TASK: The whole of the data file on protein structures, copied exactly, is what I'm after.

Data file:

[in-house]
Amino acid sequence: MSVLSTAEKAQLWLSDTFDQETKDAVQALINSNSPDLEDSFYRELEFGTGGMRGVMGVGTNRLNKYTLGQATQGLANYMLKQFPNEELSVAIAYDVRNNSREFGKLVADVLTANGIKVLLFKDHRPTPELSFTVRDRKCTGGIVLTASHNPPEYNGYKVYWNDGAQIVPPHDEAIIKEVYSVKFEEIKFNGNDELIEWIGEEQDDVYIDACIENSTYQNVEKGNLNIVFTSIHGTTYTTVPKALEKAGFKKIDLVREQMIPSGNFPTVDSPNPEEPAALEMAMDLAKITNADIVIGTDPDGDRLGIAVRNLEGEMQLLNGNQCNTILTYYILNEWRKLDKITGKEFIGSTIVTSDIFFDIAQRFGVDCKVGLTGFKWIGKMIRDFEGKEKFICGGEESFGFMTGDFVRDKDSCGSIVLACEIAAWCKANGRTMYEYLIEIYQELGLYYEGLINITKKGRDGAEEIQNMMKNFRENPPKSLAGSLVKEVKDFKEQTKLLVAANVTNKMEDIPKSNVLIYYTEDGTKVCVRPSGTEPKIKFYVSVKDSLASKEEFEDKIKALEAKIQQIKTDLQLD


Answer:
[in-house]
Amino acid sequence: MSVLSTAEKAQLWLSDTFDQETKDAVQALINSNSPDLEDSFYRELEFGTGGMRGVMGVGTNRLNKYTLGQATQGLANYMLKQFPNEELSVAIAYDVRNNSREFGKLVADVLTANGIKVLLFKDHRPTPELSFTVRDRKCTGGIVLTASHNPPEYNGYKVYWNDGAQIVPPHDEAIIKEVYSVKFEEIKFNGNDELIEWIGEEQDDVYIDACIENSTYQNVEKGNLNIVFTSIHGTTYTTVPKALEKAGFKKIDLVREQMIPSGNFPTVDSPNPEEPAALEMAMDLAKITNADIVIGTDPDGDRLGIAVRNLEGEMQLLNGNQCNTILTYYILNEWRKLDKITGKEFIGSTIVTSDIFFDIAQRFGVDCKVGLTGFKWIGKMIRDFEGKEKFICGGEESFGFMTGDFVRDKDSCGSIVLACEIAAWCKANGRTMYEYLIEIYQELGLYYEGLINITKKGRDGAEEIQNMMKNFRENPPKSLAGSLVKEVKDFKEQTKLLVAANVTNKMEDIPKSNVLIYYTEDGTKVCVRPSGTEPKIKFYVSVKDSLASKEEFEDKIKALEAKIQQIKTDLQLD